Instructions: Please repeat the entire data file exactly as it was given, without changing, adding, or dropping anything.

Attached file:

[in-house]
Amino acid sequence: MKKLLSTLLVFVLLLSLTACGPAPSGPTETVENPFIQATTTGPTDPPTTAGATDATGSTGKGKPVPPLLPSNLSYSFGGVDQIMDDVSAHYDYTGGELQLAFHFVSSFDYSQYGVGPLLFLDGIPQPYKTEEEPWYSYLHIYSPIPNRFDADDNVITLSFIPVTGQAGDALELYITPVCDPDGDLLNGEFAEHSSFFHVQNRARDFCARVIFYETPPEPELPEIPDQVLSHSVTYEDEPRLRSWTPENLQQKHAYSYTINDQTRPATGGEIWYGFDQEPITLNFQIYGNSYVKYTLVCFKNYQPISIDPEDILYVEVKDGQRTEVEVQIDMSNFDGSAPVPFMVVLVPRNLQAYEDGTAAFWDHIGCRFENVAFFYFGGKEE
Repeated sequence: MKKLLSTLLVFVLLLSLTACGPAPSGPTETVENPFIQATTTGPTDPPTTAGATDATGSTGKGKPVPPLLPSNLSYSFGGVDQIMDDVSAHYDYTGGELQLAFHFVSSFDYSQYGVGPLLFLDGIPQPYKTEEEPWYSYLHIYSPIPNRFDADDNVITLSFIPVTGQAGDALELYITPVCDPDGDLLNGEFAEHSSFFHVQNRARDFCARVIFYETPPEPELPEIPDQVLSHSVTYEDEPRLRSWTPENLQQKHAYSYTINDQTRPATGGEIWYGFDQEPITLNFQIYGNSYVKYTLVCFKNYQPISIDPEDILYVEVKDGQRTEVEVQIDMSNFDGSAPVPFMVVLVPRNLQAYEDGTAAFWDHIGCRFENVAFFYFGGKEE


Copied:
[in-house]
Amino acid sequence: MKKLLSTLLVFVLLLSLTACGPAPSGPTETVENPFIQATTTGPTDPPTTAGATDATGSTGKGKPVPPLLPSNLSYSFGGVDQIMDDVSAHYDYTGGELQLAFHFVSSFDYSQYGVGPLLFLDGIPQPYKTEEEPWYSYLHIYSPIPNRFDADDNVITLSFIPVTGQAGDALELYITPVCDPDGDLLNGEFAEHSSFFHVQNRARDFCARVIFYETPPEPELPEIPDQVLSHSVTYEDEPRLRSWTPENLQQKHAYSYTINDQTRPATGGEIWYGFDQEPITLNFQIYGNSYVKYTLVCFKNYQPISIDPEDILYVEVKDGQRTEVEVQIDMSNFDGSAPVPFMVVLVPRNLQAYEDGTAAFWDHIGCRFENVAFFYFGGKEE
Repeated sequence: MKKLLSTLLVFVLLLSLTACGPAPSGPTETVENPFIQATTTGPTDPPTTAGATDATGSTGKGKPVPPLLPSNLSYSFGGVDQIMDDVSAHYDYTGGELQLAFHFVSSFDYSQYGVGPLLFLDGIPQPYKTEEEPWYSYLHIYSPIPNRFDADDNVITLSFIPVTGQAGDALELYITPVCDPDGDLLNGEFAEHSSFFHVQNRARDFCARVIFYETPPEPELPEIPDQVLSHSVTYEDEPRLRSWTPENLQQKHAYSYTINDQTRPATGGEIWYGFDQEPITLNFQIYGNSYVKYTLVCFKNYQPISIDPEDILYVEVKDGQRTEVEVQIDMSNFDGSAPVPFMVVLVPRNLQAYEDGTAAFWDHIGCRFENVAFFYFGGKEE